Kristen Fontaine, Wild Horse and Burro Specialist for the Bureau of Land Management, gentles a mustang.

Last chance for mustangs? Wild horses come to Swanzey

Submitted 4 months ago

The federal Bureau of Land Management (BLM) will hold a wild horse and burro adoption event at Cheshire Fairgrounds, 247 Monadnock Highway, Swanzey, New Hampshire, on Friday, Aug. 24 and Saturday the 25th. 

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Wild horses, also known as mustangs, run free on federal lands in the West. To keep their population under control, BLM agents periodically remove the mustangs from the range and offer them to the public via adoption events. 

“The mustangs come in all different colors and shapes,” said Martha Malik of the BLM. “Most often, you can gentle the animals yourself. We have an experienced trainer there who will show you how to gentle them over the two days of the event.” 

The adoption fee for horses at these events is $125, although potential adopters can bid an individual animal’s price higher. 

Horses at adoption events are generally three years old and younger, with males being gelded (neutered) but mares intact and often pregnant. 

To adopt a wild horse, the buyer must be able to house the horse appropriately, with wooden or pipe fencing (not electric or wire) and adequate space according to BLM guidelines. The agency also requires animals be transported in a stock-type, step up trailer. Adopters take possession of the horses the day of the event, but must provide proof of adequate care from a veterinarian or farrier before the animal becomes officially theirs, usually within a year. 

“When people bring home a mustang, they are adopting a piece of American history,” said Malik. The horses are descendants of horses brought by settlers and Spanish explorers, mixed with escaped or abandoned farm horses and the occasional Army equine added to improve the wild herds. 

Federally protected since the Free Roaming Wild Horse and Burro Act  of 1971, America’s wild horses and their occupation of range lands have long been fought over by cattle ranchers, environmentalists, and horse lovers. The BLM removes wild horses and burros from federal lands, but is prohibited by Congress from using public money to slaughter them or selling them to meat buyers. Interior Secretary Ryan Zinke is currently proposing changes to the BLM budget that would allow the agency to do so. The BLM’s proposed budget for 2019 would reduce the numbers of wild horses on the range to 27,000 from current numbers – around 67,000. It would also allow the agency to sell to commercial buyers the 45,000 wild horses in its long-term holding facilities.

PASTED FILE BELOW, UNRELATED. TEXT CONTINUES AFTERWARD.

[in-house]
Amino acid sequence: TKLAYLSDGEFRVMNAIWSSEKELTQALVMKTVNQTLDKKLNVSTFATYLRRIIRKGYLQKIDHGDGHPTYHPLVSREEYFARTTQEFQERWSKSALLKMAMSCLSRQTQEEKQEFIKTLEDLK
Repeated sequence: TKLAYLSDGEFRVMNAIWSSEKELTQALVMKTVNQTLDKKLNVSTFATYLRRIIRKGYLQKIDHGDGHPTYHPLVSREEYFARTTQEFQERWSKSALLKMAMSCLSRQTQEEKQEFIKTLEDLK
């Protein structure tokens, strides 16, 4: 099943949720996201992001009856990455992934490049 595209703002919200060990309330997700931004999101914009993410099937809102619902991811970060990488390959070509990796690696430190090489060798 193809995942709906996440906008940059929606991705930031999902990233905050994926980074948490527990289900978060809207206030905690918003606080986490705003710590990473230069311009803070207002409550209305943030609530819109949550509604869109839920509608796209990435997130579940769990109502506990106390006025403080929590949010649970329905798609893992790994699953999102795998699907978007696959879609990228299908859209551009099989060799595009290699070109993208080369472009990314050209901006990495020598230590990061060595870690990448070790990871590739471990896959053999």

Adoption events offer a few thousand of these animals a chance to become useful, cared-for domestic mounts. Horses that fail to be adopted after three events can disappear into long-term holding facilities, out of the public eye.

Wild horse advocates have launched a number of high-profile initiatives to bring the horses’ talents and capabilities to public attention, and people in the BLM itself are working to increase the number of adoptions. Some initiatives aim to increase the horses’ chances of being adopted by providing trainers incentives to tame and train them. 

The Extreme Mustang Makeover Challenge, the basis of the documentary “Wild Horse Wild Ride” released in 2012, challenges horse trainers to humanely gentle and train the animals within a 90-day period. The horses are then offered for sale in a public bidding process.  

“Unbranded,” another documentary released in 2015, follows four young men riding mustangs from Mexico to Canada in an effort to highlight the toughness and talents of the wild horses. 

Peter Whitmore, of It’s A Pleasure farm in Orange, Massachusetts, will be the trainer at the Swanzey event. Whitmore has trained three mustangs for the Extreme Mustang Challenge and is a member of the Trainer Incentive Program, which encourages trainers to work with mustangs and then offer the trained horses for sale.

Also on the 25th, there will be a Youth Mustang Challenge giving young trainers (up to age 18) a chance to prepare a mustang for domestic horse life.

Yearling and burros may not always be available at the event, as this group of animals is traveling from previous adoption events and it’s not known how many have been sold yet. 

Wild horses are known for their sure-footedness, strength, intelligence and endurance. With kindness and patience, these animals can be trained for many uses. 

All animals available have been examined by a veterinarian, vaccinated, de-wormed, and blood-tested.

Potential adopters can come to the facility Friday, from 1 p.m. - 6 p.m. and Saturday, from 8 a.m. - noon and 1 p.m. - 4 p.m.  Applicants may submit applications at the site until the close of the event on Saturday. 

For more information about selecting one of America’s Living Legends, call (866) 4MUSTANGS (866-468-7826) or visit



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